Saudi anti-corruption drive signals intent of ‘moving forward’ with reform
London- Saudi Arabia’s anti-corruption crackdown is likely to retrieve $100 billion in settlements for the state but as there is no way to root out all corruption, the move serves as a warning signal against illegal gains in the future, said Crown Prince Mohammed bin Salman bin Abdulaziz.
“You have to send a signal, and the signal going forward now is, ‘You will not escape.’ And we are already seeing the impact,” he said in an interview with The New York Times columnist Thomas Friedman.
“The calculation of our experts is that roughly 10% of all government spending was siphoned off by corruption each year [from the 1980s until today],” said the crown prince.
He said said past attempts to crack down on corruption in Saudi Arabia failed because they started from the bottom up but that changed when his father, King Salman bin Abdelaziz Al Saud, came to power.
“My father saw that there is no way we can stay in the G-20 and grow with this level of corruption. In early 2015, one of his first orders to his team was to collect all the information about corruption — at the top. This team worked for two years until they collected the most accurate information, and then they came up with about 200 names.”
These 200 people — which include members of the royal family, government officials and businessmen — are being held in five-star hotels, including Riyadh’s Ritz- Carlton, where they are negotiating their release in exchange for giving back some of the money that they allegedly obtained through corruption.
“The investigation committee is aiming for about 70% of the total ill-gotten money, rather than the entire money,” an unnamed senior Saudi adviser told the Wall Street Journal.
“Much of the detainees’ wealth is held in accounts overseas, which would make any involuntary seizure by the Saudi government through legal channels difficult,” the newspaper reported.
Those who cooperate in the investigation are expected to be released without charge.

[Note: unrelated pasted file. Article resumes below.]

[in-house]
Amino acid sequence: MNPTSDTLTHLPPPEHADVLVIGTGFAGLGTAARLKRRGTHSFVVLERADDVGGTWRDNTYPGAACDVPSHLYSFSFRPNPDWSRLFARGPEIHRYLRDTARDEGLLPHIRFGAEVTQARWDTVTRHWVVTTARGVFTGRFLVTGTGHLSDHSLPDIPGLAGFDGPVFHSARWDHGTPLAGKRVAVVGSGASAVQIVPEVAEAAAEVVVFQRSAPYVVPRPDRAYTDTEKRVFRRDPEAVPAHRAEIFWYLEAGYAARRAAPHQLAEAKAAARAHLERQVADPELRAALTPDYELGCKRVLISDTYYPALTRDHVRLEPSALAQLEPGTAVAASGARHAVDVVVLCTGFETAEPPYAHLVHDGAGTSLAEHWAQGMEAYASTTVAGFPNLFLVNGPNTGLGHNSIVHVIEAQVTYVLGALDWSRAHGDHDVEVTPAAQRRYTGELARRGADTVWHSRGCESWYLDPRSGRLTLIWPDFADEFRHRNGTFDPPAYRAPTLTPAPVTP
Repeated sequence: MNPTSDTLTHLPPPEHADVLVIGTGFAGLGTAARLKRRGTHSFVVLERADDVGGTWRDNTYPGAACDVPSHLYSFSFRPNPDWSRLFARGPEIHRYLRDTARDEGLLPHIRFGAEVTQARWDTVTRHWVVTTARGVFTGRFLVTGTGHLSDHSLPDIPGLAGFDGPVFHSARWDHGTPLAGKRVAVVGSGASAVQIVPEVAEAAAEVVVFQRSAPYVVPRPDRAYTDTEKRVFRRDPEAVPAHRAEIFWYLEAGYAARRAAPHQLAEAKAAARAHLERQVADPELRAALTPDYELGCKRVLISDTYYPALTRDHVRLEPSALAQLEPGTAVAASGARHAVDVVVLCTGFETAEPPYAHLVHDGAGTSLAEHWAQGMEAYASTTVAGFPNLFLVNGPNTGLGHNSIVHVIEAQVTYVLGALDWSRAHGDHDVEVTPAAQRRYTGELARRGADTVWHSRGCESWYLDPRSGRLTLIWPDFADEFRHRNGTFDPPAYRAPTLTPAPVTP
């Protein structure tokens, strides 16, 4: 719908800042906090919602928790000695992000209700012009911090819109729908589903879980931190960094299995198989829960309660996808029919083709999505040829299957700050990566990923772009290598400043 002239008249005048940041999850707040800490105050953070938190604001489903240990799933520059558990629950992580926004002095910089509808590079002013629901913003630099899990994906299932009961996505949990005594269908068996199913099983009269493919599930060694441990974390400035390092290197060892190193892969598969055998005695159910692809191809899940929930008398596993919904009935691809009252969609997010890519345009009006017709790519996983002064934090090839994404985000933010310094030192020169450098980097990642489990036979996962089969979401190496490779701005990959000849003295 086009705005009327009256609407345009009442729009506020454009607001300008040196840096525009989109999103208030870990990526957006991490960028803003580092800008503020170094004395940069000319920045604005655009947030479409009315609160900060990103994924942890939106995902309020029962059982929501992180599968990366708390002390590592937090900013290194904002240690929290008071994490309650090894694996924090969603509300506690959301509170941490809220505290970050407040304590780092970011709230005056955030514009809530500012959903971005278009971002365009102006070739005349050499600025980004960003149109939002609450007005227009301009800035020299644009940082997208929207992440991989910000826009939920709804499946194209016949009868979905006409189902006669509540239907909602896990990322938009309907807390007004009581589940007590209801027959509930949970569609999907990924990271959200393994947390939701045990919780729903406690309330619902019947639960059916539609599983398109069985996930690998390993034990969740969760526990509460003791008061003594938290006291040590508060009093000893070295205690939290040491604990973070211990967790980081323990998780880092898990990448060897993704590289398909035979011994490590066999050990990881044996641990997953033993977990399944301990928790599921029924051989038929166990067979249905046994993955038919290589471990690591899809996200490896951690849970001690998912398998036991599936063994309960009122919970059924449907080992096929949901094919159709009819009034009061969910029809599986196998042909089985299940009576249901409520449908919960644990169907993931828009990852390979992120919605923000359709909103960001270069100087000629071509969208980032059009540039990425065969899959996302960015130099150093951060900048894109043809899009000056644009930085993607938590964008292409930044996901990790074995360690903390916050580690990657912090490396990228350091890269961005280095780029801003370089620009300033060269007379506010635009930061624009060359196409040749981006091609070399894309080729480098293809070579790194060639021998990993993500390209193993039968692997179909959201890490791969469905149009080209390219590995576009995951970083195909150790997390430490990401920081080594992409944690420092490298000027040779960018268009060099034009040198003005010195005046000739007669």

“Senior officials conducting this crackdown say it’s not a formal investigation yet, they call it a ‘friendly process’,” said BBC’s Lyse Doucet after a visit to the Ritz-Carlton hotel.
The anti-corruption crackdown also has implications for foreign investors.
“Bankers say investors want reassurances that capital deployed in the kingdom will be safe. Private bankers say Arab money is now flowing into Switzerland at the fastest pace since 2011 when popular uprisings swept across the Middle East,” wrote Simeon Kerr in the Financial Times.
In the long run, however, transparency will offer a better investment climate, observers said.
“There is a wait-and-see attitude now among investors,” Nasser Saidi, a former Lebanese economy minister, told the Financial Times. “But there are always short-term costs when you start an anti-corruption drive. It is necessary and welcome. You want transparency and clean procurement systems,” he added.
Nationally, the anti-corruption drive has garnered much public support.
“At a time when years of low oil prices have raised the spectre of austerity in the kingdom, the government’s announcement that it had recovered billions of dollars in public funds from the accused, who had ferreted them away through graft and bribery, may come as a welcome sign that at least some of the rich and powerful will be forced to pay their fair share,” wrote Andrew Leber and Christopher Carothers in Foreign Affairs.
The message of Crown Prince Mohammed bin Salman bin Abdulaziz is likely to remain clear if the bid to root out corruption continues.
“If there is no backpedalling on the arrests of elites, the crackdown continues deeper into the state, and [Crown Prince Mohammed] backs clear rules against official malfeasance, then we have cause to believe the crown prince is serious about combatting corruption. Only then will we know whether these purges were just a vigorous spring cleaning or a reformer’s opening salvo,” said Andrew Leber and Christopher Carothers.
Indeed, the same can be said of the crown prince’s other reform bids.
“[Crown Prince Mohammed] is riding a wave of support from young Saudis sympathetic to his bid to tackle corruption and reform a system perceived as sclerotic and tradition-bound,” wrote Ruth Citrin in the website of the European Council on Foreign Relations (ECFR) think-tank.
“However he now has to deliver not only on the headline-grabbing promises — privatisation, development, openings for women, and moderation of the state’s approach to Islam — but on the array of domestic regulatory, legal, and institutional reforms as well as belt-tightening measures that underpin them,” she added.